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  1. #1
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    Lamphun Wooden coffin cover clue to ancient times

    HISTORY / VILLAGER'S RARE FIND
    Wooden coffin cover clue to ancient times


    Lamphun _ Archaeologists are examining an ancient wooden coffin lid bearing a carved woman-like figure, hoping to find some link to a funeral culture thought to be uncommon in Southeast Asia.

    The coffin cover is 166cm long and about 30cm wide. It is made of teak and thought to be about 1,000 years old.
    It is believed to be part of an elegant funeral ceremony of a long-vanished tribe, scholars from Chiang Mai University say.
    They say the carving is a stylised human figure, representing a woman.

    It is not known which tribe created it and even its age is uncertain because the archaeologists cannot find other ancient funeral items discovered in Thailand to make a comparison with it.
    The coffin cover is considered a rare discovery, as its like has never been found before in the region.

    The wooden artefact was unearthed recently by a villager collecting bat droppings in a cave in Nan's Wiang Sa district. It was buried 10 metres below the ground's surface, which was densely covered with bat guano.
    It is now on display at the Haripunchai National Museum in Lamphun's Muang district, where it is being studied by experts in prehistoric archaeology.

    Museum head Pensupa Sukata-Jai-in said archaeologists would take a sample of the trace of dried fluids from a corpse found on the wood and try to get a DNA sample from it.
    If successful, this would help shed light on its origin.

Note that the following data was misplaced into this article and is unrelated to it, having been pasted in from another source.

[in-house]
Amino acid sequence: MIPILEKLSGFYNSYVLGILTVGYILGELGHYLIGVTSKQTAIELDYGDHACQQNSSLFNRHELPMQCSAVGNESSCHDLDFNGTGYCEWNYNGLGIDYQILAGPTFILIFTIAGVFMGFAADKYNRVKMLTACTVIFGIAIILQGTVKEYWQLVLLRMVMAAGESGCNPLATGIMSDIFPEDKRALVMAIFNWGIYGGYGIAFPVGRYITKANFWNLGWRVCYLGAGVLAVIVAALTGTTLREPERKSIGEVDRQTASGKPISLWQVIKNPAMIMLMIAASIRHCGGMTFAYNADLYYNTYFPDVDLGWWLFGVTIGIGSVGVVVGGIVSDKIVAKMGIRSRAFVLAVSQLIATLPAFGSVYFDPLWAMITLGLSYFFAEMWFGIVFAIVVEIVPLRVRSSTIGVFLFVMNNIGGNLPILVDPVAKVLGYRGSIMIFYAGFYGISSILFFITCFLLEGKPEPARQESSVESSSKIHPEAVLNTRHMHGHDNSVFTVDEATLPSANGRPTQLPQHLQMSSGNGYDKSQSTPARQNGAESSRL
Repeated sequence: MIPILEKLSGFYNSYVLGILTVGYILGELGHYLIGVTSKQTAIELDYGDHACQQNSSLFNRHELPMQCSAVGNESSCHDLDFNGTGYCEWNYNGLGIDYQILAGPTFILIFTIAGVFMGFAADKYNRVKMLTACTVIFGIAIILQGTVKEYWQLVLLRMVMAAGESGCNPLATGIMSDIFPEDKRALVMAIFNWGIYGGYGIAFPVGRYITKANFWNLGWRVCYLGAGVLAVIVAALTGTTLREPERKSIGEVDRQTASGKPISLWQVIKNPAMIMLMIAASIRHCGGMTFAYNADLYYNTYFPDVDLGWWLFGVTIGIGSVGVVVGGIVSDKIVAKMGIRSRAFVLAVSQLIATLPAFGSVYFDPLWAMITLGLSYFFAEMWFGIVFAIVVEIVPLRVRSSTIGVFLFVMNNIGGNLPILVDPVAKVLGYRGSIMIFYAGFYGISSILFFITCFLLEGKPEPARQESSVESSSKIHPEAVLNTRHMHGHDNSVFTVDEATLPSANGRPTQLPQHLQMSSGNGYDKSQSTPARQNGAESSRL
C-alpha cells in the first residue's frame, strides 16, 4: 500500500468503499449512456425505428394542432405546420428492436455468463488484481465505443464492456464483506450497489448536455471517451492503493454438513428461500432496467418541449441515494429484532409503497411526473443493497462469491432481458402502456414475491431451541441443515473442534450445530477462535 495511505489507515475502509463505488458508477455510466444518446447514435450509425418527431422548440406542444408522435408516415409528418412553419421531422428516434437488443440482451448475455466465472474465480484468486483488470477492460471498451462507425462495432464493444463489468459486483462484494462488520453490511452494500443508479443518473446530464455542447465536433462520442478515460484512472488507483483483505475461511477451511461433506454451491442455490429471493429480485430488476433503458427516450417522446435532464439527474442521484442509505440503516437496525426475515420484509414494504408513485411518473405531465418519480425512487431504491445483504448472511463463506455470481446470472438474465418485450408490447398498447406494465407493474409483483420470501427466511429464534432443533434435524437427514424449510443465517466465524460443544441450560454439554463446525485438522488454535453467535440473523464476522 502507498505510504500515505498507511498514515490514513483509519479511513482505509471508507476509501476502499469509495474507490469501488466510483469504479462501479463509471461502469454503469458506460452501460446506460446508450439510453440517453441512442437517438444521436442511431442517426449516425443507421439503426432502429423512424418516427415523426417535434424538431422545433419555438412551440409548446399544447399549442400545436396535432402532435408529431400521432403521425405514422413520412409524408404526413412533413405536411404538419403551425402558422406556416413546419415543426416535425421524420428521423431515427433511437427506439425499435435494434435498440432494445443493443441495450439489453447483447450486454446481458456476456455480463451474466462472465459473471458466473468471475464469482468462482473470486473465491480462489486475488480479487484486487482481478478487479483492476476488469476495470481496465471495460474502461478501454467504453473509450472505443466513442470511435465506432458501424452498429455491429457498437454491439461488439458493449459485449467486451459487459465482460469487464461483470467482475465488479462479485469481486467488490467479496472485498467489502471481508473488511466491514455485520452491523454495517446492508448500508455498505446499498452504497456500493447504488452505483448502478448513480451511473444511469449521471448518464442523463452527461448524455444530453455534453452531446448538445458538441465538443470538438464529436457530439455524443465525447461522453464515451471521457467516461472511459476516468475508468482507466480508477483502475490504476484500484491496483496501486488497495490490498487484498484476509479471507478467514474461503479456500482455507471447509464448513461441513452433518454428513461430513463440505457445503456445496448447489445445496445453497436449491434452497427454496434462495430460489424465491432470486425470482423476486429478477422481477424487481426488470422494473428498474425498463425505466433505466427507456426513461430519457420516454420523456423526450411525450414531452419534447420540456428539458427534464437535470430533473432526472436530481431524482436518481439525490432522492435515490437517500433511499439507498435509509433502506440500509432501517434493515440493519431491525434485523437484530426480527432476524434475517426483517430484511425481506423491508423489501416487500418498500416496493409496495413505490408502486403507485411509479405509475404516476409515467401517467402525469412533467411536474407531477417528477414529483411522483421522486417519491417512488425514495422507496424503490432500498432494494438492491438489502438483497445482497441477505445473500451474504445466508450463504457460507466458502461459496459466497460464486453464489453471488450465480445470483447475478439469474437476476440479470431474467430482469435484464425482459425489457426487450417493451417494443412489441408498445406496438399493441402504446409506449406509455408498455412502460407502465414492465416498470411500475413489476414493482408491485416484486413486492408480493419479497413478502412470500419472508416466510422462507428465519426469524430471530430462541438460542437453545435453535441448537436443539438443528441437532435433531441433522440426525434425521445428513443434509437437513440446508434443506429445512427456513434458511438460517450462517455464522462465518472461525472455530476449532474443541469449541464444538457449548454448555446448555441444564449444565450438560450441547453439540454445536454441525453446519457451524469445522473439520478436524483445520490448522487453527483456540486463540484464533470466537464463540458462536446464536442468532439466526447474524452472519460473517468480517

Some archaeologists initially thought the coffin was made by a tribe from the Oceanian-Polynesian age, or the Ka Jarai tribe in Vietnam, she said.

    The coffin cover was bought from the villager by the Pridi-Daojai Sujaritkul Foundation, which later gave it to the museum.
    Foundation chairwoman Doajai Paijit, a popular singer in the 1970s, said she decided to purchase it after learning that a foreigner had also showed an interest in buying it.
    ''We need to prevent it from falling into the hands of foreign countries,'' said Ms Daojai, who set up the foundation more than 20 years ago to run social work programmes.

    Bangkok Post
    CHEEWIN SATTHA

  2. #2
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    Marmite the Dog's Avatar
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    Quote Originally Posted by dirtydog
    Museum head Pensupa Sukata-Jai-in said archaeologists would take a sample of the trace of dried fluids from a corpse found on the wood and try to get a DNA sample from it.
    What's the betting they decide it came from a half human/half bat creature?

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